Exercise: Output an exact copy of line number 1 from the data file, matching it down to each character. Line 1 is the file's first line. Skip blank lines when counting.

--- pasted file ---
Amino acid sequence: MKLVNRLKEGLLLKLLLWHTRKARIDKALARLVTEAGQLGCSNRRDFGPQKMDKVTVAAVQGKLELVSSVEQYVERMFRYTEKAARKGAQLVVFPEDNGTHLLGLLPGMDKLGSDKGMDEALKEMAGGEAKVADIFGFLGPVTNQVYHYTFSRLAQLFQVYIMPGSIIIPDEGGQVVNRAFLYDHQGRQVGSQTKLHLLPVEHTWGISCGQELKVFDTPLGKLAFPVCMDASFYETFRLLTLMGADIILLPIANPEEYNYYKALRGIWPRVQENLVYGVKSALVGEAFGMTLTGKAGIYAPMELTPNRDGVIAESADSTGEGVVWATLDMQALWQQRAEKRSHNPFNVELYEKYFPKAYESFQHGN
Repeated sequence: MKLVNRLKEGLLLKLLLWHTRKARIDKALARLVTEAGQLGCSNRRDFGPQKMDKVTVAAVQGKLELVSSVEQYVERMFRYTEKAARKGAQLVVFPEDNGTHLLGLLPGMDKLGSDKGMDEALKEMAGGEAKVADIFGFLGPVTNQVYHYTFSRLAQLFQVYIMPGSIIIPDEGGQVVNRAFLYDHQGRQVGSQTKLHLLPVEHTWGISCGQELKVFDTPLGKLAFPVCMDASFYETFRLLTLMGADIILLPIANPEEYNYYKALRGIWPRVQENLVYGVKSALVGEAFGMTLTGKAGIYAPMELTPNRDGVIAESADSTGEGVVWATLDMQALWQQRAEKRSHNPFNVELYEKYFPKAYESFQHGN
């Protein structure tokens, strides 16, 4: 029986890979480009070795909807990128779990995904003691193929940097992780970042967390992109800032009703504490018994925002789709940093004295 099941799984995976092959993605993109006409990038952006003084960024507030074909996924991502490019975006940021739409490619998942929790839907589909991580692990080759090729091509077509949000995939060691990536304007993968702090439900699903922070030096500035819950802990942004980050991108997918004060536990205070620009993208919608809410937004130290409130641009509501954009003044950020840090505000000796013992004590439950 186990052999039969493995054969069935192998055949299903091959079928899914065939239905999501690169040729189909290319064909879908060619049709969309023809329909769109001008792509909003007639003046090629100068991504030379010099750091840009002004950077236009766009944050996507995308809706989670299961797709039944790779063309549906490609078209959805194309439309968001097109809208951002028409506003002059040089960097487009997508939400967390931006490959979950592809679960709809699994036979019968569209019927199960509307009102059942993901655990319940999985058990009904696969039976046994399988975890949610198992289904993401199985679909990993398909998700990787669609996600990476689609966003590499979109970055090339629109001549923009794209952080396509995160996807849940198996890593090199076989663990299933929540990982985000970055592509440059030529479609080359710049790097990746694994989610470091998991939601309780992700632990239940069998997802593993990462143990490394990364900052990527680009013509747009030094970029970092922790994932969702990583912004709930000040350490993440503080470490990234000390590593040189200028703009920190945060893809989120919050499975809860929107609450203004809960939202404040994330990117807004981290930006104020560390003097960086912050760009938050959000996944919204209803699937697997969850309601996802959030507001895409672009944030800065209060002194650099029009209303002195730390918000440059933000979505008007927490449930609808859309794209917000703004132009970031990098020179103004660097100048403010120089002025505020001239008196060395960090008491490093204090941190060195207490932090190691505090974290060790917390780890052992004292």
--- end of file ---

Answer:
Amino acid sequence: MKLVNRLKEGLLLKLLLWHTRKARIDKALARLVTEAGQLGCSNRRDFGPQKMDKVTVAAVQGKLELVSSVEQYVERMFRYTEKAARKGAQLVVFPEDNGTHLLGLLPGMDKLGSDKGMDEALKEMAGGEAKVADIFGFLGPVTNQVYHYTFSRLAQLFQVYIMPGSIIIPDEGGQVVNRAFLYDHQGRQVGSQTKLHLLPVEHTWGISCGQELKVFDTPLGKLAFPVCMDASFYETFRLLTLMGADIILLPIANPEEYNYYKALRGIWPRVQENLVYGVKSALVGEAFGMTLTGKAGIYAPMELTPNRDGVIAESADSTGEGVVWATLDMQALWQQRAEKRSHNPFNVELYEKYFPKAYESFQHGN